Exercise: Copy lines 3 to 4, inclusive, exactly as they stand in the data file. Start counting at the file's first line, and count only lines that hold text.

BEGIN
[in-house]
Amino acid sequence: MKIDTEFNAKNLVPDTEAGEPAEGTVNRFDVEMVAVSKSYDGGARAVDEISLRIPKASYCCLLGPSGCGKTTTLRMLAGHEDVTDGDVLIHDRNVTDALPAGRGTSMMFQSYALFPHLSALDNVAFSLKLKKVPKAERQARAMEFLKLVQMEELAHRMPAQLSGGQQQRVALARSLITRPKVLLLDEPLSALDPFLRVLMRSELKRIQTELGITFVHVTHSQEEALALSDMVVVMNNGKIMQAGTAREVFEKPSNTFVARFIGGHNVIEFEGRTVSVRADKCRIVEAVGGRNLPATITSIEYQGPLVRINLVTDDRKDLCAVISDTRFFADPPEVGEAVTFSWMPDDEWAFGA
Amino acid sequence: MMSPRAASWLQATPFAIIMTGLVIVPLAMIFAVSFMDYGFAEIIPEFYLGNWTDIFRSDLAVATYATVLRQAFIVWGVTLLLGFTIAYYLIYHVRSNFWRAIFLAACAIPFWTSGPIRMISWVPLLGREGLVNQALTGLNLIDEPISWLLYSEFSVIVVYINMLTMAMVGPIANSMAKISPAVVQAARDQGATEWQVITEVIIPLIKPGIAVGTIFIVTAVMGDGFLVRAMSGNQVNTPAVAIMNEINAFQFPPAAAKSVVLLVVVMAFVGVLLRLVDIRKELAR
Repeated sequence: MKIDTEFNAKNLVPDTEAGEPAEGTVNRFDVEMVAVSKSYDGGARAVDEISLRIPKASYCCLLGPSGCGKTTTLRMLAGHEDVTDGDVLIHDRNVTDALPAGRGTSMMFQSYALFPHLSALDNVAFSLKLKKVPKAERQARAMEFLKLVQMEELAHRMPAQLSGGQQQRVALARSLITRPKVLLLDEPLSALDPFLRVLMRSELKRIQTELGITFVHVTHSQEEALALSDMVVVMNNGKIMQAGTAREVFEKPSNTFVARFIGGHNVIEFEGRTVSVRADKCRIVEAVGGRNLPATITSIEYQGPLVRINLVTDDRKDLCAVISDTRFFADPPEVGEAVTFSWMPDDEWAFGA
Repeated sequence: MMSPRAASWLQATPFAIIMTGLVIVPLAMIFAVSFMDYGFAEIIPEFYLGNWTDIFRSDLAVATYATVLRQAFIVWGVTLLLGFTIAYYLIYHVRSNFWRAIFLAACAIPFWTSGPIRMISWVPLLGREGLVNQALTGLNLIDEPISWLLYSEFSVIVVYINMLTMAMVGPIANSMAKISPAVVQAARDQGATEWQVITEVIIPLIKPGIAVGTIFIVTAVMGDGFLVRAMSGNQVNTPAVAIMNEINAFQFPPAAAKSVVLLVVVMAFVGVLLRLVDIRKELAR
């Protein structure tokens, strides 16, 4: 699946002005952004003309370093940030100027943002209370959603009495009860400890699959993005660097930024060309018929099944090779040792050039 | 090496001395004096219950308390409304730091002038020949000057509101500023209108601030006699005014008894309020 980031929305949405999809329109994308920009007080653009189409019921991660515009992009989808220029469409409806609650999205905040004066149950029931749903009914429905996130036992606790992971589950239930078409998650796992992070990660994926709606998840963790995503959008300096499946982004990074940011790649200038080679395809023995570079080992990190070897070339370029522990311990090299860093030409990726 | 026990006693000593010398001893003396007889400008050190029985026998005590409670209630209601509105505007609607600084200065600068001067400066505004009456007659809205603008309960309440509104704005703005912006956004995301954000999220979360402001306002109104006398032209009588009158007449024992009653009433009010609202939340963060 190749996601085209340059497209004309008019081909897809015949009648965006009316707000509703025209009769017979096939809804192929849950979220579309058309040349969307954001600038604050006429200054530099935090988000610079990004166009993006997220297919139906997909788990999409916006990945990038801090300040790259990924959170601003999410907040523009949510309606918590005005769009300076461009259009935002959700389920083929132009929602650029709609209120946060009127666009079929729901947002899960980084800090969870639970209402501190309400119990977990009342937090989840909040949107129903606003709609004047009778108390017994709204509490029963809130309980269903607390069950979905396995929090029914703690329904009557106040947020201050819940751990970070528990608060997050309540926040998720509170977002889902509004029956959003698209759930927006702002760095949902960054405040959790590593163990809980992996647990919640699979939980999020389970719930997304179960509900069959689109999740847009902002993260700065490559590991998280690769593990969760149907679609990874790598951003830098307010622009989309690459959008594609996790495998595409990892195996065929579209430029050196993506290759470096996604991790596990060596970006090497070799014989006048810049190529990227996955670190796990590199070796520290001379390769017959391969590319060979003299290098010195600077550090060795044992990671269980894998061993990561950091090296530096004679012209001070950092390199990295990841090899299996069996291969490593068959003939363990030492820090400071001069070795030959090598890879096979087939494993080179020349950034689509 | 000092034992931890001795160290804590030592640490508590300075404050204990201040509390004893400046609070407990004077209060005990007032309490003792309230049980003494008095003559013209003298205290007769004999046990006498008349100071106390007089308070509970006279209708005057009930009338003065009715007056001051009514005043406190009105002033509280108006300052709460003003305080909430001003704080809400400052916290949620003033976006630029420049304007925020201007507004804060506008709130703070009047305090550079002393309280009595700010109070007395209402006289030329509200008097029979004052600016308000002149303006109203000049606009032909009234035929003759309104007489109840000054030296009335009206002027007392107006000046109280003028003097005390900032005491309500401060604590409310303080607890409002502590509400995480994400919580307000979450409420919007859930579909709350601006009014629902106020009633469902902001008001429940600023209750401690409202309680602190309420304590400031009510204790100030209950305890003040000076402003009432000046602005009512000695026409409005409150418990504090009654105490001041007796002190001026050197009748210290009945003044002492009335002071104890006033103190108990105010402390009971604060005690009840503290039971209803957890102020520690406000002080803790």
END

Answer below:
Amino acid sequence: MMSPRAASWLQATPFAIIMTGLVIVPLAMIFAVSFMDYGFAEIIPEFYLGNWTDIFRSDLAVATYATVLRQAFIVWGVTLLLGFTIAYYLIYHVRSNFWRAIFLAACAIPFWTSGPIRMISWVPLLGREGLVNQALTGLNLIDEPISWLLYSEFSVIVVYINMLTMAMVGPIANSMAKISPAVVQAARDQGATEWQVITEVIIPLIKPGIAVGTIFIVTAVMGDGFLVRAMSGNQVNTPAVAIMNEINAFQFPPAAAKSVVLLVVVMAFVGVLLRLVDIRKELAR
Repeated sequence: MKIDTEFNAKNLVPDTEAGEPAEGTVNRFDVEMVAVSKSYDGGARAVDEISLRIPKASYCCLLGPSGCGKTTTLRMLAGHEDVTDGDVLIHDRNVTDALPAGRGTSMMFQSYALFPHLSALDNVAFSLKLKKVPKAERQARAMEFLKLVQMEELAHRMPAQLSGGQQQRVALARSLITRPKVLLLDEPLSALDPFLRVLMRSELKRIQTELGITFVHVTHSQEEALALSDMVVVMNNGKIMQAGTAREVFEKPSNTFVARFIGGHNVIEFEGRTVSVRADKCRIVEAVGGRNLPATITSIEYQGPLVRINLVTDDRKDLCAVISDTRFFADPPEVGEAVTFSWMPDDEWAFGA